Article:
A: I think as you get older, the competitive maybe gets a little less and the advocacy gets a little more. When you’re younger, you’re going to take on the world. As you get a little older, you realize the world will win.

-- from my Q&A with real estate attorney Benjamin S. Stern, “Life, Death and the Green Bay Packers,” in the 2013 issue of Wisconsin Super Lawyers magazine.

Posted at 02:46 PM on Nov 20, 2013 in category Law   |   Permalink  
Thursday October 10, 2013

Scalia Views Congress as Source of Tyranny

Another excerpt from Justice Scalia's conversation with Jennifer Senior in New York magazine. This is right at the beginning and seems, given recent events, prescient:

[In 1974] I knew very well that the 900-pound gorilla in Washington is not the presidency. It’s Congress. If Congress can get its act together, it can roll over the president. That’s what the framers thought. They said you have to enlist your jealousy against the legislature in a ­democracy—that will be the source of tyranny.

But weren’t you just saying that you learned from Watergate that presidents aren’t incorruptible?
What, and Congress is? I mean, they’re all human beings. Power tends to corrupt. But the power in Washington resides in Congress, if it wants to use it. It can do anything—it can stop the Vietnam War, it can make its will felt, if it can ever get its act together to do anything.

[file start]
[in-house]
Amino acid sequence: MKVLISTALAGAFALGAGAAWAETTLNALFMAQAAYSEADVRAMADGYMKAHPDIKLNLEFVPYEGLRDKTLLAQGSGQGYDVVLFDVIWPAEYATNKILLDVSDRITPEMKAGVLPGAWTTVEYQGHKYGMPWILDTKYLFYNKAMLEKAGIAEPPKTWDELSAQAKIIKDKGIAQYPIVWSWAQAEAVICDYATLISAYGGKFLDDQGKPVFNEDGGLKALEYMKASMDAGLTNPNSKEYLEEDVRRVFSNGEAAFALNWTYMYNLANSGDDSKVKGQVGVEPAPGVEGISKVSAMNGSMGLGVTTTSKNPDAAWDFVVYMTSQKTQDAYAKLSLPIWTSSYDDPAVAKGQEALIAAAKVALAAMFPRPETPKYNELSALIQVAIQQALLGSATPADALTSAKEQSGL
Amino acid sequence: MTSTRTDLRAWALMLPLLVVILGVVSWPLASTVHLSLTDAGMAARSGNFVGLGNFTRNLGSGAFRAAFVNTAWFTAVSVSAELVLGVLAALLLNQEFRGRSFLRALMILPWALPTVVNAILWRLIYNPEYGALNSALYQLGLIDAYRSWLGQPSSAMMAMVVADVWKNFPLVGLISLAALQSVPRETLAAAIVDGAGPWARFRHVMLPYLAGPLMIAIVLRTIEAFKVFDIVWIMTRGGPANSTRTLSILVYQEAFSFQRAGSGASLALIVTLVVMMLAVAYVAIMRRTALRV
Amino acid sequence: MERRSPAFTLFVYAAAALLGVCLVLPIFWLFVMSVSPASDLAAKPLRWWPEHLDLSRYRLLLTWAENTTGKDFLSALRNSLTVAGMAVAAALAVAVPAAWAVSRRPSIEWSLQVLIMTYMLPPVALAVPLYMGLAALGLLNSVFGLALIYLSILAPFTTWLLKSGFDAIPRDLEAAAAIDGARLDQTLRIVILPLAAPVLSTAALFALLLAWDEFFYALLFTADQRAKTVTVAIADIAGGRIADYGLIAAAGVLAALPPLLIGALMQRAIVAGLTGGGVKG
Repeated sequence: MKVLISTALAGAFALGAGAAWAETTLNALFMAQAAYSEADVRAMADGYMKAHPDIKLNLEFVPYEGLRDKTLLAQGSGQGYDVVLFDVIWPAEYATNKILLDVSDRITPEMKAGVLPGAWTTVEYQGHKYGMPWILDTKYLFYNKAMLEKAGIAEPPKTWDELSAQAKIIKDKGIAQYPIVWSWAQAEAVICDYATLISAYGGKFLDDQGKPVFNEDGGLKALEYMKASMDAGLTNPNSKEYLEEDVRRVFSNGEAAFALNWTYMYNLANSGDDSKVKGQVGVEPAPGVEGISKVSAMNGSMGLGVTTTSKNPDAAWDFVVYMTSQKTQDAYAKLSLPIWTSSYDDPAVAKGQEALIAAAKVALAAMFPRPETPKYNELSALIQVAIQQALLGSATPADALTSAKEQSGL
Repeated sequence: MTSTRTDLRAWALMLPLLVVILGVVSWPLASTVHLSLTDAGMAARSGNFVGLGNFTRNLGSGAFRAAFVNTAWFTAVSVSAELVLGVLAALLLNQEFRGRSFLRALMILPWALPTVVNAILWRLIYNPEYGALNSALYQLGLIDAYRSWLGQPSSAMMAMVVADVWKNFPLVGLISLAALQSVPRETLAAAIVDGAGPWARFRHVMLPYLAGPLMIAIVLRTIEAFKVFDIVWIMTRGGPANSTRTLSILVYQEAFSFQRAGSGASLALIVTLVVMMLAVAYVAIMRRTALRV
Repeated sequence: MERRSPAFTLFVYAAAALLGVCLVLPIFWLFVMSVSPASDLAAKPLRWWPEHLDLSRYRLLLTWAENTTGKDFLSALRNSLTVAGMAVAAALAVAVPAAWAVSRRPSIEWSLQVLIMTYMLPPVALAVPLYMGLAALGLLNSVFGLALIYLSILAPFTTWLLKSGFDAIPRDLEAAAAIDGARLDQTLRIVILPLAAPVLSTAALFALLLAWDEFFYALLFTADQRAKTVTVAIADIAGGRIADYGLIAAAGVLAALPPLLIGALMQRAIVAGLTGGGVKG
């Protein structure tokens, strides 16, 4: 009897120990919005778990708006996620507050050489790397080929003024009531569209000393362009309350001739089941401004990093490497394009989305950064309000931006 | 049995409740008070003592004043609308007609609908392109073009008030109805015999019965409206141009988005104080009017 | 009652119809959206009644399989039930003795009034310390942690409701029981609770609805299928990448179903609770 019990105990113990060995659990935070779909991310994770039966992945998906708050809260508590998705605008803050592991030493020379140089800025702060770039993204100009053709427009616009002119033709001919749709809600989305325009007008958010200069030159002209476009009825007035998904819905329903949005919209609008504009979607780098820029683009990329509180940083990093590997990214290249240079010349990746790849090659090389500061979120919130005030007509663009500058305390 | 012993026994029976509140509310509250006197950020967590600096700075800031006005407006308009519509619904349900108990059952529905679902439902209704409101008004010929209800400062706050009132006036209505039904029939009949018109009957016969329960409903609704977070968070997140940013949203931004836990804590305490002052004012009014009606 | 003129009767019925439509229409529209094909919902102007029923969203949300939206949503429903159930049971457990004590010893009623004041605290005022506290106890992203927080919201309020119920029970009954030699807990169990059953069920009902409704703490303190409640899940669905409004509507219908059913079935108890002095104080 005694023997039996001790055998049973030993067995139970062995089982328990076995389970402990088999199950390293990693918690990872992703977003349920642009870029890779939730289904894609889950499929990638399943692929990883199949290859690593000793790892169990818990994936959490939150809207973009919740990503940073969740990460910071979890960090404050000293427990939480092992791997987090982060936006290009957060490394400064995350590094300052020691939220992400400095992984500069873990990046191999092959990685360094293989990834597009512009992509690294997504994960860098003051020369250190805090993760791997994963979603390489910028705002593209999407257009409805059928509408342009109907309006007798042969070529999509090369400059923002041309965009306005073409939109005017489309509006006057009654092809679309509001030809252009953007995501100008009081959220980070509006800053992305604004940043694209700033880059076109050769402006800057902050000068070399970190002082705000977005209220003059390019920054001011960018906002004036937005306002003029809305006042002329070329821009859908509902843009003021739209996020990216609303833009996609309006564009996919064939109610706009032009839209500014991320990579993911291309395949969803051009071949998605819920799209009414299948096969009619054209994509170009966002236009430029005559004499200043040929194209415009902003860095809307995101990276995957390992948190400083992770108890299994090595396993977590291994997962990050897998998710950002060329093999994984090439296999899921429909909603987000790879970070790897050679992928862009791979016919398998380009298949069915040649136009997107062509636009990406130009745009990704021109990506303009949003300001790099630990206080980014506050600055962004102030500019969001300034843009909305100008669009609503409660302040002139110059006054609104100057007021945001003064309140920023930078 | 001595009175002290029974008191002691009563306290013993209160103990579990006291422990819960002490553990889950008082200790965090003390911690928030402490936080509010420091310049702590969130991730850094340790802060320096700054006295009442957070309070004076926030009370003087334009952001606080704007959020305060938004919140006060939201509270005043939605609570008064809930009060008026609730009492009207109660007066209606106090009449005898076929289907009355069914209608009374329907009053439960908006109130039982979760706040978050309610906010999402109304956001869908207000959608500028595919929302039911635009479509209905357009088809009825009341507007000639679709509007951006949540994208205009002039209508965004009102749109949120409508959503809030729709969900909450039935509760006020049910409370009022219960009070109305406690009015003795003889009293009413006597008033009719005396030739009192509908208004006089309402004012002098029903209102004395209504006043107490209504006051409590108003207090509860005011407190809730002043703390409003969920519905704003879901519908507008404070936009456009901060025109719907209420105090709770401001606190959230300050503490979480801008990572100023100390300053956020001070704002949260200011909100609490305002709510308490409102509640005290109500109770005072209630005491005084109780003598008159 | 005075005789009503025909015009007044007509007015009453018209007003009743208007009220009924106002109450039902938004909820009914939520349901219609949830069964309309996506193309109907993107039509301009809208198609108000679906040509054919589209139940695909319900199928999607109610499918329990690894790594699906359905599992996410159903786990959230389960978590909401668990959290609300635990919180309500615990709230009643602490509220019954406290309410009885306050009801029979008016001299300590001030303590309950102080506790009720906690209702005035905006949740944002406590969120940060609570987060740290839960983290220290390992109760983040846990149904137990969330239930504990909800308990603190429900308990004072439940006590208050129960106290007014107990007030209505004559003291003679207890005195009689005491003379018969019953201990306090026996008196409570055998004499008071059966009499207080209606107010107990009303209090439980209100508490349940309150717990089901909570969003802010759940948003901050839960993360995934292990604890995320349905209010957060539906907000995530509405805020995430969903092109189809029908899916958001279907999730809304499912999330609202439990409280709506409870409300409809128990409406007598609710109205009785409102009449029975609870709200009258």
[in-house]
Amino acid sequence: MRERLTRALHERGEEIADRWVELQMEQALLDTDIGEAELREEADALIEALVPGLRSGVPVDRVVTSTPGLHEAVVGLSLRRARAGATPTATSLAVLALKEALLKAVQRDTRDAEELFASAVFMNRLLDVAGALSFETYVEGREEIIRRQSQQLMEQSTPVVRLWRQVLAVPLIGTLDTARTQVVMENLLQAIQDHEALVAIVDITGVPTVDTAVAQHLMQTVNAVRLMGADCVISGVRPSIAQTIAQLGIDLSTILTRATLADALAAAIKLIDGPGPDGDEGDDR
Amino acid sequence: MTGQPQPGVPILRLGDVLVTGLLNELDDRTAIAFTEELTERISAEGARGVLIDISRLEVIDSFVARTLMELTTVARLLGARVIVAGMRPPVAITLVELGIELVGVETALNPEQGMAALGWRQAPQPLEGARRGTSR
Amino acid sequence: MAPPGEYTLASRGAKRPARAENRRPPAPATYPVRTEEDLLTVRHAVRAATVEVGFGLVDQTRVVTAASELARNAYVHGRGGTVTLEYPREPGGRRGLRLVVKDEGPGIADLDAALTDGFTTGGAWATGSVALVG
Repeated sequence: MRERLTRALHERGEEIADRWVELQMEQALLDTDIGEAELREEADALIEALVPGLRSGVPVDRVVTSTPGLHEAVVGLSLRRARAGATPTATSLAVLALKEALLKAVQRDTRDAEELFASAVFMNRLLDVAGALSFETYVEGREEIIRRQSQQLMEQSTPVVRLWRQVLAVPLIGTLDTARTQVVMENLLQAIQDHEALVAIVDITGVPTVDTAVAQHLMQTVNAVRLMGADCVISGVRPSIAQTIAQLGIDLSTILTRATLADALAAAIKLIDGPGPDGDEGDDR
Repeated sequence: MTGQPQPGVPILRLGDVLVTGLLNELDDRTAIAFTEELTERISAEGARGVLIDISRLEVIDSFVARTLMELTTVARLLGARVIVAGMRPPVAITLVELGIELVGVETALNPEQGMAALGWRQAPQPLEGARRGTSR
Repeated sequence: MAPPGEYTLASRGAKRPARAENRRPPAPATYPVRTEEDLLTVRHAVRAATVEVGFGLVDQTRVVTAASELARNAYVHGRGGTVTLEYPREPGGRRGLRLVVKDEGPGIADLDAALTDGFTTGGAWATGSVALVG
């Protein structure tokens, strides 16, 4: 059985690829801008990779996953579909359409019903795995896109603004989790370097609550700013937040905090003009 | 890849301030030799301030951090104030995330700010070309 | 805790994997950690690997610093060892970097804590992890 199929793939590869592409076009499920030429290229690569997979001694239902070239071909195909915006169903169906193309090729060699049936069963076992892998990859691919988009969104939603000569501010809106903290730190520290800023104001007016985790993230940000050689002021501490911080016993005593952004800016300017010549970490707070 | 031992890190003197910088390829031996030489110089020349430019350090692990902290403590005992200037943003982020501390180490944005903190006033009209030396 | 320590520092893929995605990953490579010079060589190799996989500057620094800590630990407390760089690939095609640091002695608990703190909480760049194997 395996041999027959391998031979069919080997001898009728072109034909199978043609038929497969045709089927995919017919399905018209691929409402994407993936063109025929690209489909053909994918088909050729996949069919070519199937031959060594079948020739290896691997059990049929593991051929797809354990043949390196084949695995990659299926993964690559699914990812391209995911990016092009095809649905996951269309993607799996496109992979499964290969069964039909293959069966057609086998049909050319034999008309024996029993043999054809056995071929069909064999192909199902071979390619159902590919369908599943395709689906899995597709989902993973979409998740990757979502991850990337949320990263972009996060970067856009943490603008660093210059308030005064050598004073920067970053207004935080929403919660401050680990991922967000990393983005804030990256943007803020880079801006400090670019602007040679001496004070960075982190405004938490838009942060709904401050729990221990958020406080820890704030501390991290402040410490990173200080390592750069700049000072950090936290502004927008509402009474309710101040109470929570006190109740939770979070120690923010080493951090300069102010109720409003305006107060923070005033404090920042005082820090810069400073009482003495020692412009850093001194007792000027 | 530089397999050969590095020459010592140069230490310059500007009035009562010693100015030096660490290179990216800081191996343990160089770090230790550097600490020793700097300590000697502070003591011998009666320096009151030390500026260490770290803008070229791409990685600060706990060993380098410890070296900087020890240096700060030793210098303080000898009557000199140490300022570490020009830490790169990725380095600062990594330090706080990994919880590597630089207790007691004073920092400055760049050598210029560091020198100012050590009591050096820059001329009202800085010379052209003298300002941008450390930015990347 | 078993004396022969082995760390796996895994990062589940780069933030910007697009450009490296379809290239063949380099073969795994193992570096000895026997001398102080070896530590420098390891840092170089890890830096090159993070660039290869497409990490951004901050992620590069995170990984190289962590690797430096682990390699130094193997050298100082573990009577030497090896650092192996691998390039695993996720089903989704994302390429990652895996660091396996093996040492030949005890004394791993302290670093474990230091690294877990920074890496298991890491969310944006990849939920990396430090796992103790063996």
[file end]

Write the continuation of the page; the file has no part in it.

Apparently it doesn't even take all of Congress to get its act together. It merely takes one faction of one party, along with a yellowbellied Speaker, to create a kind of tyranny. Does Scalia view the current crisis (gov't shutdown, hostage taking, etc.) as just that, or do his politics, which tend to the right, get in the way?

Either way, what made me do a doubletake were his examples. 

OK, first, the follow-up is wrong. The question isn't who is incorruptible (which is no one) but who holds the power. And according to Scalia, Congress holds too much of it. His evidence?

It can do anything—it can stop the Vietnam War, it can make its will felt, if it can ever get its act together to do anything.

So: stopping a war it didn't start, despite Article One of the Constitution, and the vague “making its will felt.”

Sloppy. I need to see more work here, Antonin.

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Posted at 06:22 AM on Oct 10, 2013 in category Law   |   Permalink